Downhole Oil-Water Separation (DOWS) is a water management technology consisting of a hydrocyclone to separate oil from water together with some form of artificial lift to produce an oil enriched stream to surface and to inject the bulk of the produced water into a disposal zone. Field trials have proven DOWS's operational success at reducing the well's water production, but economic success has been sparser. Increased confidence in DOWS technology depends on the development of improved models and methodologies which:

  • Realistically simulate the complete downhole separation process and

  • Evaluate the operational and economical aspects of DOWS

This paper summarises:

  1. The development of a hydrocyclone performance model,

  2. Its integration with a reservoir simulator and

  3. The testing of this integrated model against a real field case leading to a reservoir development strategy for evaluating the optimum time for DOWS installation and DOWS economics.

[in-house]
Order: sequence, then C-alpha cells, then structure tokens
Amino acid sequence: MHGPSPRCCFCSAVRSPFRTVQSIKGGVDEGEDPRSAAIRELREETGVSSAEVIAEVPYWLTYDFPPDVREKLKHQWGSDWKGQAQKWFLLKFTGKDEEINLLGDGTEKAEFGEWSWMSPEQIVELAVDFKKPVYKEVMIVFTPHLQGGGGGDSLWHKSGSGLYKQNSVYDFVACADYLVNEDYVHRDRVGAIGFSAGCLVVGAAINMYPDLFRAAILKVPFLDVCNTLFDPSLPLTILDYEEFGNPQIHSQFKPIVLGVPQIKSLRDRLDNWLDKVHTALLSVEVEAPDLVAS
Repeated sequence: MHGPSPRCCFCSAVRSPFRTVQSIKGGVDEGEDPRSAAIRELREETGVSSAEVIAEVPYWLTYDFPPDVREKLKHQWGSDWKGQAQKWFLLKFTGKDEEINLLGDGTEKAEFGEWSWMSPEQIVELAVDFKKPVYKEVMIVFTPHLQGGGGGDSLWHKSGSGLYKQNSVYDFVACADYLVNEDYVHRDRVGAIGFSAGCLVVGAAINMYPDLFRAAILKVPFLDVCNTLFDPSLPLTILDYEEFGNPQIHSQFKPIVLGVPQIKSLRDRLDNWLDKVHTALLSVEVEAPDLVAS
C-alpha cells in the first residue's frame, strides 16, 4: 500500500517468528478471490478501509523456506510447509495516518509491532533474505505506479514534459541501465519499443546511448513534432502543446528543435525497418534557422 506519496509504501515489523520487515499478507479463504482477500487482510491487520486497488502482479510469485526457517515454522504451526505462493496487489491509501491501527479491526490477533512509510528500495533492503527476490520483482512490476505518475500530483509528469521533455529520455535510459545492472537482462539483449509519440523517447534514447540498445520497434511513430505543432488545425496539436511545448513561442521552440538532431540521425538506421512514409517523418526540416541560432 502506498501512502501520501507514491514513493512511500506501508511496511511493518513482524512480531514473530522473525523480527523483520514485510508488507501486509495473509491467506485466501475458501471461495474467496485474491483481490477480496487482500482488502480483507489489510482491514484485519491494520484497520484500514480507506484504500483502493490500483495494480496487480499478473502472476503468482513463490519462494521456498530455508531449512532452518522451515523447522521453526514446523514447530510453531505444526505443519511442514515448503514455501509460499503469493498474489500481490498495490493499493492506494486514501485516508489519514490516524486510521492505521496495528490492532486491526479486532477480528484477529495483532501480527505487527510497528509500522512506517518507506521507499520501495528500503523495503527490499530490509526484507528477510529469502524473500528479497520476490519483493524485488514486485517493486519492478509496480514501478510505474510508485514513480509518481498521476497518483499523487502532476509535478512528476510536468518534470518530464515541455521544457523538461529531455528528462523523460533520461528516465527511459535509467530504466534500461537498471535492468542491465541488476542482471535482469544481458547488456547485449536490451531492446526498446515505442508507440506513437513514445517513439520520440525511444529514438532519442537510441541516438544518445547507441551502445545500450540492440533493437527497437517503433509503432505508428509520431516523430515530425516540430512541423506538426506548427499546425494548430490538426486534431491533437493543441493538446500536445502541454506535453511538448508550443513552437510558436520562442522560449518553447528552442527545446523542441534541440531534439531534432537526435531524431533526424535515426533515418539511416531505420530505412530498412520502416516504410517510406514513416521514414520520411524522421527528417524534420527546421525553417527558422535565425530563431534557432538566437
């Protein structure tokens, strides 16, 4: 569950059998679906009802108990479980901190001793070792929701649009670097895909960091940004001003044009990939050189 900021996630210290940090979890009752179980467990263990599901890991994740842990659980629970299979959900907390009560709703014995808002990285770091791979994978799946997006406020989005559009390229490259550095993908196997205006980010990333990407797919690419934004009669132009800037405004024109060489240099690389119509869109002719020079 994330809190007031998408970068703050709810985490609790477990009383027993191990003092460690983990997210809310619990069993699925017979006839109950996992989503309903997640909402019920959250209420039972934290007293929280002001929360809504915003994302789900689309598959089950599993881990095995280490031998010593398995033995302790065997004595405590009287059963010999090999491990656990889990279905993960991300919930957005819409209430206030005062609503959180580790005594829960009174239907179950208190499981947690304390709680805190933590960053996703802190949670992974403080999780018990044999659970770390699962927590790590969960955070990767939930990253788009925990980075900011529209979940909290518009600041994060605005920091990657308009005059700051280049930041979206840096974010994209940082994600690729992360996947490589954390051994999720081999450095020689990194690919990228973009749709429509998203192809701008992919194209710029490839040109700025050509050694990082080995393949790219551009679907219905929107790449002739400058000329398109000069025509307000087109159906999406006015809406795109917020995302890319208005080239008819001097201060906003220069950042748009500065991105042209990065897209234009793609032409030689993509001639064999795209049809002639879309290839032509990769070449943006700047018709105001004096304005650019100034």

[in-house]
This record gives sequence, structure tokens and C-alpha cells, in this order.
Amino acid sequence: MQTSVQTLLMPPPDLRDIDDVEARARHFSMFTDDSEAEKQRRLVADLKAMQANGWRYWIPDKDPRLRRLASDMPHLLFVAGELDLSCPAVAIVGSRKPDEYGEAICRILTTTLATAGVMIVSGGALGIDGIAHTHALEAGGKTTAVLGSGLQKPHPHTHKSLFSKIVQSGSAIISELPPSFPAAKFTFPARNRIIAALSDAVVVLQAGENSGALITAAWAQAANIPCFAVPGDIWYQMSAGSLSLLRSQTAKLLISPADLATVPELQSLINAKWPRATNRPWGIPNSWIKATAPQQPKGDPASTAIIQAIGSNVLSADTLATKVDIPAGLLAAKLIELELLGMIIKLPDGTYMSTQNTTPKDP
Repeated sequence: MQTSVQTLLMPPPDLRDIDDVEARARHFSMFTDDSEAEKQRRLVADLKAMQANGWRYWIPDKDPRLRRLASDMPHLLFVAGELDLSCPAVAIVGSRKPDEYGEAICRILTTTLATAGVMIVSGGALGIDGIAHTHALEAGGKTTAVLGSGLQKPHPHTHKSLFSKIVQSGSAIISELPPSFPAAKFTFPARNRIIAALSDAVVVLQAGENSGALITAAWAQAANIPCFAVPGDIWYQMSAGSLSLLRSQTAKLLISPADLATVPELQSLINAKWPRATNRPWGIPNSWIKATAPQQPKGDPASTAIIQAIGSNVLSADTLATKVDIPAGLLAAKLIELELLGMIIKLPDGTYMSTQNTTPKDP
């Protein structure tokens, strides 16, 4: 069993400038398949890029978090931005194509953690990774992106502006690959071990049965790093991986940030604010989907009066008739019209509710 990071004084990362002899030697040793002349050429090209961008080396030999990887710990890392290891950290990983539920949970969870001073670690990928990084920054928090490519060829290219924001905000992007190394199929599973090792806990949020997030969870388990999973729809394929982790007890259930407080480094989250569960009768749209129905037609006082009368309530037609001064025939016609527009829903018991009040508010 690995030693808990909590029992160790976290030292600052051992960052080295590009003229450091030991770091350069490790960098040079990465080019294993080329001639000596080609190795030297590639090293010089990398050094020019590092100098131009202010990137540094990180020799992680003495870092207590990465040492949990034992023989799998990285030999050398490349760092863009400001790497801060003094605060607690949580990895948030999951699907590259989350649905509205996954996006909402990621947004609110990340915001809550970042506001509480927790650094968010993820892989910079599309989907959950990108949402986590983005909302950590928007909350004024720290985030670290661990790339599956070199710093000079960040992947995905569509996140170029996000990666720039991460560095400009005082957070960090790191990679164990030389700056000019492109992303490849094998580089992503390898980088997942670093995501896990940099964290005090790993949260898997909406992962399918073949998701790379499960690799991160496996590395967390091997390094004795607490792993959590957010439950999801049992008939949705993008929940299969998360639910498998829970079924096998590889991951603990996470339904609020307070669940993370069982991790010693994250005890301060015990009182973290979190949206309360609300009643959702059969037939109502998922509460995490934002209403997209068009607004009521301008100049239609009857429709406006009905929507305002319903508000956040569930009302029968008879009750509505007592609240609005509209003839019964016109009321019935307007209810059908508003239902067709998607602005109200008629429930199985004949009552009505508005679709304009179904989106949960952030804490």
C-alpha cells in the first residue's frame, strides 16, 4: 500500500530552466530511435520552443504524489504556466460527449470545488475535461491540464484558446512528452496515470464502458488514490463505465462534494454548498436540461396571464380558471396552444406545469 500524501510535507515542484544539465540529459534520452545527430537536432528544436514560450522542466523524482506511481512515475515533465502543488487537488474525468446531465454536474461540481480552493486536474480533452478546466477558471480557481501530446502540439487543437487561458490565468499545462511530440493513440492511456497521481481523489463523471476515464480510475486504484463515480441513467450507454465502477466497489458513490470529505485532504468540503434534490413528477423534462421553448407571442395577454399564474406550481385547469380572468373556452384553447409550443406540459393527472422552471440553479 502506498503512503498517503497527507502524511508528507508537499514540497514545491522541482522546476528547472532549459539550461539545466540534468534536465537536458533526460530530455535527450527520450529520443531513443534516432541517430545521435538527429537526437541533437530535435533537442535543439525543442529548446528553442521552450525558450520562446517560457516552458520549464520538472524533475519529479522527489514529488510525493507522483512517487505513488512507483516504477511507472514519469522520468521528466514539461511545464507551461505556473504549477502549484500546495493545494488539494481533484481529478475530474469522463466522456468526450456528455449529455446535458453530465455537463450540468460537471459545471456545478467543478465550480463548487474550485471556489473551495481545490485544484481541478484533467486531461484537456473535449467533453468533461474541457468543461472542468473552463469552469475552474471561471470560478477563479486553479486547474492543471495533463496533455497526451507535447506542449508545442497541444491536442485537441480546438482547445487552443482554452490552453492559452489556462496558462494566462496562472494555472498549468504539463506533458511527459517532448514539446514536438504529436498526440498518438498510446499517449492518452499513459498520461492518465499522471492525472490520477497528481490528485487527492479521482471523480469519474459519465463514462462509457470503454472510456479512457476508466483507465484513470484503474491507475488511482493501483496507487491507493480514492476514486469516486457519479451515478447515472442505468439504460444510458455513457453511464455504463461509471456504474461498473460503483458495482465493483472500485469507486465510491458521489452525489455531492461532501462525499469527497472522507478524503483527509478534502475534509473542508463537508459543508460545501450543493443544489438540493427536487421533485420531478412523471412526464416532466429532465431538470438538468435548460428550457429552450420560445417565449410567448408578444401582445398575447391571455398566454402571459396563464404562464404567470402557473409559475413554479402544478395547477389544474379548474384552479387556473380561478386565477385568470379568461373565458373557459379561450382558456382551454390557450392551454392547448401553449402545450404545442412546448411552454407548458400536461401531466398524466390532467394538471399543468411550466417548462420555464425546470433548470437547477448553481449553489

Our single or dual stage, hydrocyclone performance model allows the oil / water separation efficiency to be calculated for a range of operational conditions. A decision tree identifies the optimum DOWS installation time based on both the economical and the operational aspects of the technology. The impact of operational parameters on DOWS viability are assessed, ranked and compared. These include the importance of casing size, electrical power costs, properties of the water disposal zone, potential use of the reject water and the surface water treating costs. As expected, DOWS mechanical reliability is one of the key parameters controlling economic viability.

Use of our DOWS technical and economic models described here, together with the reported application strategy, will allow confident installation of DOWS technology in the field. DOWS may then be counted as a reliable option in the water management armoury and a tool for improved oil recovery.

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